Nearly two decades after Pakistan recognised the brutal Taliban regime in Afghanistan, former military ruler General Pervez Musharraf has admitted that the move was a “blunder”.
Speaking at the Youth Parliament in Karachi on Thursday, Musharraf said that Pakistan was the only country that recognised the Taliban government in Afghanistan when it grabbed power in 1996 up to 2001 as Saudi Arabia and UAE later backed out.
He admitted that recognising its brutal rule in the late 1990s was a mistake by Pakistan.
The Soviet invasion of Afghanistan in 1979 changed the political climate worldwide and “three blunders” were made by the US who left the region after withdrawal of the Soviets, said 71-year-old Musharraf, who ruled Pakistan from 1999 to 2008.
The “first blunder was not to rehabilitate the 25,000 Afghan Mujahideen who fought in the war against USSR and they then came to Pakistan which led to the formation of al-Qaeda,” he said.
“The second blunder was the West’s refusal to recognise Taliban.”
He said Pakistan was looked at negatively by the world because of recognising the Taliban government and conceded
that in 2000, the then US President Bill Clinton came to Pakistan to reprimand the country for recognising the regime.
The third blunder, the former president said, was the invasion of US-led NATO forces in Afghanistan that pushed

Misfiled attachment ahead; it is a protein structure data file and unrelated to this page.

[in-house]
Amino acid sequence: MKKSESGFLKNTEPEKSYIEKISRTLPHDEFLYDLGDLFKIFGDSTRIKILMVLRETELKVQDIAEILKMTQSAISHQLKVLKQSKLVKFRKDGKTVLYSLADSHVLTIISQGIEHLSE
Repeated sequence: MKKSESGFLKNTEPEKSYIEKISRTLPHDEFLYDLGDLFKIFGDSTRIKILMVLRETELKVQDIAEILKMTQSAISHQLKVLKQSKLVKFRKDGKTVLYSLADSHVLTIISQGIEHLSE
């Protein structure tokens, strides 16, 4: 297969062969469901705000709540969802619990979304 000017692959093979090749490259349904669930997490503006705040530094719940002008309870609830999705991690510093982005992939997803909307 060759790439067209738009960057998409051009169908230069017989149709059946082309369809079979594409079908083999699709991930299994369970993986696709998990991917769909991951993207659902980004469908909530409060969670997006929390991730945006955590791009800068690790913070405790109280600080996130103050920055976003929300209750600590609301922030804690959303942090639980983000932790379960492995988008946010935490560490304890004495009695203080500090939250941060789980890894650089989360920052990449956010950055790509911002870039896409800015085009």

militants to mountainous areas.
“A vacuum was created in Afghanistan which had to be overcome by changing military victory into a political
victory,” he said, explaining an ethnically balanced government representing Pakhtuns was needed.
“But because this did not happen, the Taliban started reviving in 2003”.
Musharraf, who is facing a slew of court cases including one for high treason after returning in 2013 from five years
of self-exile, said the Taliban was self-created because of the environment that existed in Afghanistan at that time.
“Some say Taliban are our children and we created them… but it’s not true,” the former army chief said.
“During this tumultuous period, frankly, not one civilian government performed socio-economically for Pakistan. Not one. Other than the military government,” he claimed.
Taking a jab at the current government, he said, “The economy is nose-diving and terrorism is prevalent in all
Musharraf also said tensions between Pakistan and India will always exist till the Kashmir issue is not resolved.
“Political parties do not take better decisions in the greater interest of the nation and democratic governments have
never performed well in Pakistan,” he claimed.
“Progress was only made during Ayub Khan’s regime besides mine,” he said, adding that the army must have a
constitutional role in Pakistan.
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